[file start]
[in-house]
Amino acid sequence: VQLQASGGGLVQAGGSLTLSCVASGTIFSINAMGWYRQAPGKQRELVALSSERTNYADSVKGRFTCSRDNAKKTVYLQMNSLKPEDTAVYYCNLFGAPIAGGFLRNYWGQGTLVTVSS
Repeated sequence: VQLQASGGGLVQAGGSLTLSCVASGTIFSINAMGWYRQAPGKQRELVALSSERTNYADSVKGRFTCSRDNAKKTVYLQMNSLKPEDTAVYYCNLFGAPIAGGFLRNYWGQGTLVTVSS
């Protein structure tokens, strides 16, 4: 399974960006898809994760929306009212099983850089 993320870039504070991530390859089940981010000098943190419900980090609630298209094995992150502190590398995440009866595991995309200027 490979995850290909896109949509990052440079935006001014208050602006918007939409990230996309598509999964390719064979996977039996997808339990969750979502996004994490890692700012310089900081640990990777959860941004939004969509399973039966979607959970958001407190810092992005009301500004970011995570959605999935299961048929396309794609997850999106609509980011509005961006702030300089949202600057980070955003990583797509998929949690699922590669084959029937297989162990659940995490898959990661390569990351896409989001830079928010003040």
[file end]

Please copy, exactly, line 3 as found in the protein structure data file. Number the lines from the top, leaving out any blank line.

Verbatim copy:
Repeated sequence: VQLQASGGGLVQAGGSLTLSCVASGTIFSINAMGWYRQAPGKQRELVALSSERTNYADSVKGRFTCSRDNAKKTVYLQMNSLKPEDTAVYYCNLFGAPIAGGFLRNYWGQGTLVTVSS